My earliest memories of the Jawa motorcycle were wonderful, evocative stories woven by my father. About his bachelor days in Bangalore, spent at the YMCA on Nrupathunga road. A cosmopolitan world of ballroom dances, cantonment bungalows and secret trysts with the girls from St Martha’s across the road. The Jawa always played the lead role in his stories. “We knew how to party those days, my boy. No matter how many rums we had, the girls would be reached safely home and the bike would be parked on exactly the same spot. My bike used to drip oil on one particular place … and let me tell you, that spot never moved a millimeter in all the years I spent at YMCA!” We would drink up these stories with wide eyes, never doubting for a minute that the Jawa was the ultimate passport to young adult paradise.
So many years later, it was with a mixture of pride and affection that I called my father down to the basement to see my newly restored, mint condition 1964 Jawa. Forty years old, but looking like it had just rolled out of the showroom. He came down, walked around the bike, started it and nodded his approval. And then came up with the tip I’ll never forget. “Tell you what, get two cycle spokes and weld them at an angle to your crash bar. Then every time you take a turn in the night, you’ll leave a trail of sparks on the tarmac! Thats how we used to impress the girls those days”. I cracked up laughing… what an ingenious idea… why don’t people think of things like this any more?
In my opinion, that story really captures the spirit that was Jawa. Young, carefree, having a good time and not being apologetic about it. Ridden by people who were more likely to ask “aye Rajan… how about a beer” rather than “how much mileage does your bike give??” From a time when Bangalore meant Jacaranda blooms and genteel spirit, rather than moral policing and senseless traffic. In a way I was witness to the demise of this era as well. “They are tearing down the Jawa factory! Tons of spares and some mint 350 twins up for grabs. Lets go!”, my Jawa crazy friend called me breathlessly. And so it came to be that we landed up to witness the last hours of the Ideal Jawa factory at Mysore. It had been under bank control for decades, and was finally being auctioned off and razed to the ground. As we wandered through the dusty assembly lines, and marveled at the rare spares, performance parts and prototypes that were lying around, we even came across an autorickshaw, a hang glider, Go karts, Cezeta scooters and drag bikes, all built around the simple and sturdy Jawa engines of the day.
The Ideal Jawa factory at Mysore was setup in 1960, to manufacture motorcycles for the Indian market under license from the Czech parent. When the agreement period to use the brand name “Jawa” ended, they shifted to the use of the brand name “Yezdi”, which has an interesting story behind it as well. “Jezdi” (with a “y” twang on j) was the term commonly used by the Czechoslovak engineers, who would do the final test for the bikes, before it rolled off the assembly line. After doing all the tests, they would often say “Jezdi” which means “It runs ”. And so the brand “Yezdi” was born 🙂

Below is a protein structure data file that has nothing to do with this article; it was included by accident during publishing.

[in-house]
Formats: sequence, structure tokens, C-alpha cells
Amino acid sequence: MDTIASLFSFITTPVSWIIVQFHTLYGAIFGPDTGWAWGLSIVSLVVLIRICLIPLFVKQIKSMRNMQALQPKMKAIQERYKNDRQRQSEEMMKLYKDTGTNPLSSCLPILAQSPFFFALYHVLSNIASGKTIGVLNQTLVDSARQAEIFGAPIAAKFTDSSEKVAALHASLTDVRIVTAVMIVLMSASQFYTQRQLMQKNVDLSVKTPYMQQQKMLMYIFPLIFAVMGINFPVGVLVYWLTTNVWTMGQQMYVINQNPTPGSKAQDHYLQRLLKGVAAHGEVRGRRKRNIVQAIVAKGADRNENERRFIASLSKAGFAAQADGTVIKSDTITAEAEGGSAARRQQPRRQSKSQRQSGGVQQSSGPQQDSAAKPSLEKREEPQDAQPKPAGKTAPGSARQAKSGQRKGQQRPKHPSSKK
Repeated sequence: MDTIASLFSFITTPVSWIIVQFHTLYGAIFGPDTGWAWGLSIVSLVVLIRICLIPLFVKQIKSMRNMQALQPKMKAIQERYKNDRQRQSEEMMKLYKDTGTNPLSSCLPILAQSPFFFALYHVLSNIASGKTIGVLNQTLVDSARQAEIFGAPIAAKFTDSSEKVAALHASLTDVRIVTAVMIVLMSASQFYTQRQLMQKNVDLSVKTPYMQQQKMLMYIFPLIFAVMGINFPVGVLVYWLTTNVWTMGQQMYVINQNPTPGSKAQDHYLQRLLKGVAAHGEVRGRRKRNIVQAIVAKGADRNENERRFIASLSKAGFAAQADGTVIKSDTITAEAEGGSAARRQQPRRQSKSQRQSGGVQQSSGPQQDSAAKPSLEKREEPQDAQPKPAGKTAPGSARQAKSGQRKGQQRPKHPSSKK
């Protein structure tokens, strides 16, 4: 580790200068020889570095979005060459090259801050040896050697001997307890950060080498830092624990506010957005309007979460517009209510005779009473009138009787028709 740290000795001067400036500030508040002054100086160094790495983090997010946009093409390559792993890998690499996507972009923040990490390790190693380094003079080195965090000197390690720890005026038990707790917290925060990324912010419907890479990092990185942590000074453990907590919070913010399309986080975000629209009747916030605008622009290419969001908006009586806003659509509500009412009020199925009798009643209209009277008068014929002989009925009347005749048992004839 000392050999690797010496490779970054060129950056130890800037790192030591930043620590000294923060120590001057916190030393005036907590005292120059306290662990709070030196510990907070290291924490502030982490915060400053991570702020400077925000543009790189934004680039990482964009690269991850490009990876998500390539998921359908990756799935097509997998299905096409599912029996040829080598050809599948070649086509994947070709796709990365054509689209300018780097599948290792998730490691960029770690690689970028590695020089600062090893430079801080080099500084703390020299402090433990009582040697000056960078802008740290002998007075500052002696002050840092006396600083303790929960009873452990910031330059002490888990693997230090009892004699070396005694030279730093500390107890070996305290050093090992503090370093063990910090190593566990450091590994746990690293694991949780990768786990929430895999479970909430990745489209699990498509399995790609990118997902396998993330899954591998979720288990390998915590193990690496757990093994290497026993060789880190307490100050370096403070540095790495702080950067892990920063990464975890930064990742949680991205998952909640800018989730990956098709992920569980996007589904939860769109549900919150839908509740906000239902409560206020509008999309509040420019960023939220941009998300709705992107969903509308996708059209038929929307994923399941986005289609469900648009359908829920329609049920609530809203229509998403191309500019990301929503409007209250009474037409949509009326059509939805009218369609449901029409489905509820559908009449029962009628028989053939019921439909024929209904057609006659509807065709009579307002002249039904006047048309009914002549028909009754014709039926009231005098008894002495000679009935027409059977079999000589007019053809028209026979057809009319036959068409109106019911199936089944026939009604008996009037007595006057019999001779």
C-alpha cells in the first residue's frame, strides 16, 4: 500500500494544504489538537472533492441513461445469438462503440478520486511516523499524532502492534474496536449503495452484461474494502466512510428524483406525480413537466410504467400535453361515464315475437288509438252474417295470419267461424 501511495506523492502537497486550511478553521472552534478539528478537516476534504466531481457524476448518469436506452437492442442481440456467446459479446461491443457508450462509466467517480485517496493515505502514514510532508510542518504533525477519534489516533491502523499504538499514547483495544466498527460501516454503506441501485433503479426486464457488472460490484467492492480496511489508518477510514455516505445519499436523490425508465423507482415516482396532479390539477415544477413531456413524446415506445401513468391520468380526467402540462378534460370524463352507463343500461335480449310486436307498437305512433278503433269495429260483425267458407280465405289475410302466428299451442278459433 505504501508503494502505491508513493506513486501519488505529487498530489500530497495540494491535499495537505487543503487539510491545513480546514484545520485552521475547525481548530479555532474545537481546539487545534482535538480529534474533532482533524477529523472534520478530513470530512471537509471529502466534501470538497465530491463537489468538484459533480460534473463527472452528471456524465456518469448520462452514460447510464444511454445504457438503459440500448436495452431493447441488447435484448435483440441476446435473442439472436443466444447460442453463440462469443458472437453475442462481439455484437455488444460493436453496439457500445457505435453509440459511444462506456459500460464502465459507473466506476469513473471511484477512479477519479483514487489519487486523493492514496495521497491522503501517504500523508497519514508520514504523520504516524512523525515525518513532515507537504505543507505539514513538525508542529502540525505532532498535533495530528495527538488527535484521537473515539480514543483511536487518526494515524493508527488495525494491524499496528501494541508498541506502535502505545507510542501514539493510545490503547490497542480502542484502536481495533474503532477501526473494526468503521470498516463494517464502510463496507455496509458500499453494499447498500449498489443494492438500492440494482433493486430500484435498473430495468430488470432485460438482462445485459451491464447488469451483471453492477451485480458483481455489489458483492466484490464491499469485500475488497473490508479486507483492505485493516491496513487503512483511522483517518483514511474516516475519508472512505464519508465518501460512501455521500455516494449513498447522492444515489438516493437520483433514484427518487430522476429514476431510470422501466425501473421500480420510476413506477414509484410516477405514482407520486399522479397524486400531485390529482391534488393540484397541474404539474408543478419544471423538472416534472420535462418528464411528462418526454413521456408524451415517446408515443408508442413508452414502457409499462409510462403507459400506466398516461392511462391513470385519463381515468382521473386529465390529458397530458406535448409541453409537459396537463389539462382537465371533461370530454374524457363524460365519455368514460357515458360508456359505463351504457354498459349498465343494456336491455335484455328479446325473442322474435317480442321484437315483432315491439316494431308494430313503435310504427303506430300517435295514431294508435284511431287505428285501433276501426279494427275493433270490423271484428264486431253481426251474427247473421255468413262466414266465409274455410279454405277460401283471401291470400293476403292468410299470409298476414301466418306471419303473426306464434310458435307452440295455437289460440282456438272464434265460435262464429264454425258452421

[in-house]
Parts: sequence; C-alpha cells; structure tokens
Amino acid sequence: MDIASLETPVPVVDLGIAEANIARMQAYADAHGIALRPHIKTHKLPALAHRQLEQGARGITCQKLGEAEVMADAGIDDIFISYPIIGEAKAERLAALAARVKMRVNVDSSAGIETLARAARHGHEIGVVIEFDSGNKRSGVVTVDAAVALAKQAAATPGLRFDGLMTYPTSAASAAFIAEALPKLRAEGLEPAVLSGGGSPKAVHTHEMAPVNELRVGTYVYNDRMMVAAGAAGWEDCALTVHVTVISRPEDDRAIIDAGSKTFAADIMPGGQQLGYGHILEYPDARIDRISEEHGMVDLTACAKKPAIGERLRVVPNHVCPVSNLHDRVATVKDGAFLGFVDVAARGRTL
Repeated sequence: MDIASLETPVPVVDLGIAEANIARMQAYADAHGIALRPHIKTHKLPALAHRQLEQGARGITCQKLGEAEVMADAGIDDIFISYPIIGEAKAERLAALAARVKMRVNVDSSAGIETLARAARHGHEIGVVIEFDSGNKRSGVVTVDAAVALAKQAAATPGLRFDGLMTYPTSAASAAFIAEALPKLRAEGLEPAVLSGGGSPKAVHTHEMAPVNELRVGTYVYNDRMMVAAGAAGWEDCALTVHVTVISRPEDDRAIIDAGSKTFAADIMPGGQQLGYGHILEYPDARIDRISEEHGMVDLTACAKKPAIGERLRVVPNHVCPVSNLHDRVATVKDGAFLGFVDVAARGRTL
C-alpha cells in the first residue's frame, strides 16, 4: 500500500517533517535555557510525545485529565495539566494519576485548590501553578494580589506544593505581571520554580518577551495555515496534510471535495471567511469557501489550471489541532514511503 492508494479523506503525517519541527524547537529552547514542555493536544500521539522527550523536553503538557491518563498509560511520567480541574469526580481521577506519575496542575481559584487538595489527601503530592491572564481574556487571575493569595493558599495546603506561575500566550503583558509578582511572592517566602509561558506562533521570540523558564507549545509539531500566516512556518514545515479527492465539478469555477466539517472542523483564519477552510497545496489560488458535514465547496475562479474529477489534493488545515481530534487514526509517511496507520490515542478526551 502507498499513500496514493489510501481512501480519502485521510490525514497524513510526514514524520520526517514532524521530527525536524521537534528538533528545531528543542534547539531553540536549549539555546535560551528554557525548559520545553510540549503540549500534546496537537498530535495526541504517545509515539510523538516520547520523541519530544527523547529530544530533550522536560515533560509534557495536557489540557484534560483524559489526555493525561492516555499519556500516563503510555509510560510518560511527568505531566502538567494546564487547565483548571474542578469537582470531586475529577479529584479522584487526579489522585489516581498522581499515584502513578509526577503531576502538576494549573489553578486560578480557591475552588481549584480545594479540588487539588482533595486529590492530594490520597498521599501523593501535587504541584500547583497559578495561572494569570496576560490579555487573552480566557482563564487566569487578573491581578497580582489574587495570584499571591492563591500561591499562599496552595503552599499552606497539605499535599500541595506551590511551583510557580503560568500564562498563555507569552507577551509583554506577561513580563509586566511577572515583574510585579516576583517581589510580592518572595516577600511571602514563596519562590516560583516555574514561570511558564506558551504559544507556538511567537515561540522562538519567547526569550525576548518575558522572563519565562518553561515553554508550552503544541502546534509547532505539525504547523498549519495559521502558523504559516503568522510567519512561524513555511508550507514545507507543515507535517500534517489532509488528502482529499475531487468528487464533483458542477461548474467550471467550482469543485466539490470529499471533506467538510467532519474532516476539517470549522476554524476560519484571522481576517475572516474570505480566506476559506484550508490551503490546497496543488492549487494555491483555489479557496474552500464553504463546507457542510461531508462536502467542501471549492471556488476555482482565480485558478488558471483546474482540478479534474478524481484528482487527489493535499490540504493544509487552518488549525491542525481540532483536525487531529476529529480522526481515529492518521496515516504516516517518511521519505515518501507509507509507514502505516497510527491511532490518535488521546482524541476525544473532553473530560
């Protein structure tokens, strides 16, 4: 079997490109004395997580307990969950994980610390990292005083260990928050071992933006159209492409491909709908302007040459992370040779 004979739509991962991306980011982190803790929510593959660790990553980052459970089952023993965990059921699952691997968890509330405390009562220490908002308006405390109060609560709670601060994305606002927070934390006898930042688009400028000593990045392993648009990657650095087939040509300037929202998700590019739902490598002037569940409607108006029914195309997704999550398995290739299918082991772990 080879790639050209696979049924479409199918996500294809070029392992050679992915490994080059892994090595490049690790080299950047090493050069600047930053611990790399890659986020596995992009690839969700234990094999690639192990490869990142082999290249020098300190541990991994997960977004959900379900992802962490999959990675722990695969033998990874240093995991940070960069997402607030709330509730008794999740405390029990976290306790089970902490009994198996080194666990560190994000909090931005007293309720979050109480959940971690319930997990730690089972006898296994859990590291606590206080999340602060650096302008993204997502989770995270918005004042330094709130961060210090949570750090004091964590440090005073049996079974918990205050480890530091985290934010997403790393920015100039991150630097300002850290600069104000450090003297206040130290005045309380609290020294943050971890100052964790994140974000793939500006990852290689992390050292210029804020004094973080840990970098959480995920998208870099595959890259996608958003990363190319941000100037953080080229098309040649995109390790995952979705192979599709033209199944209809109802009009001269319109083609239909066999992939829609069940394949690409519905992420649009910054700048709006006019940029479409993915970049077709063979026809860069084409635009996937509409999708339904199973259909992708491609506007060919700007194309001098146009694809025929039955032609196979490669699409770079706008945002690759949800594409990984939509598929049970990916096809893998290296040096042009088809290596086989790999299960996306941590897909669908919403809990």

So much potential, so much history… an entire way of life… all scrapped and razed to the ground, save for the few nuggets that enthusiasts could buy and preserve for posterity.
Luckily Jawa aficionados across the country have now come together, thanks to technology and online communities. There is a resurgence in pride of ownership, and sparkling restorations are returning to admiring glances from die hard Jawa fanatics. One of the cornerstones is the celebration of the “International Jawa Day” on July 11th every year. A date for the ageless beauties to be rolled out of garages, cans of polish to come out, and every spoke to be lovingly cleaned before being presented to a discerning audience. The group, when it finally meets, is eclectic and egalitarian, unlike other “elite” biking events. At any Jawa meet, one is likely to run into the neighborhood mechanic from Shivajinagar, hunching in his art leather jacket while jealously guarding his lovely “old tank” Jawa. And one is equally likely to meet the geeky techie, just back from SFO and fiddling with the steering dampener on his race prepped Jawa 350, twin cylinder. While the Roadking owners from Lingarajpuram look on in disdain. The Mysoreans, of course are a special breed. Most of them are firmly convinced that they invented the Jawa, Czechoslovakia be damned. Never a dull face in the crowd. The organizers do a lot of hard work, segregating models and organizing the day ride. All in all, its great fun. So mosey over to Kanteerava stadium on the 11th if you wish to participate, or just look over the gleaming beauties.
Why this madness for an old bike? I guess thats a question that can only be answered by a “biker”. People often ask me what separates bikers from commuters. I must admit its a difficult distinction to make. Who is to say that the man riding to work on his 70 Kmpl wonder is not a biker at heart as well? My personal opinion is that its not about the bike. It’s all about the stories. If your bike merges with your personality and often produces anecdotes like “dude, remember the time your left fork broke at Kunzum La?” or “This cop took one look at my Jawa, and started asking me where I got the pointy levers from, man” .. then you’re a biker… no matter what you ride! Of course, if you ride a Jawa, the World will instantly know that you are a gentleman of impeccable taste. But there are other ways of conveying that as well. You could always buy a Rolex, or wear Zegna to work!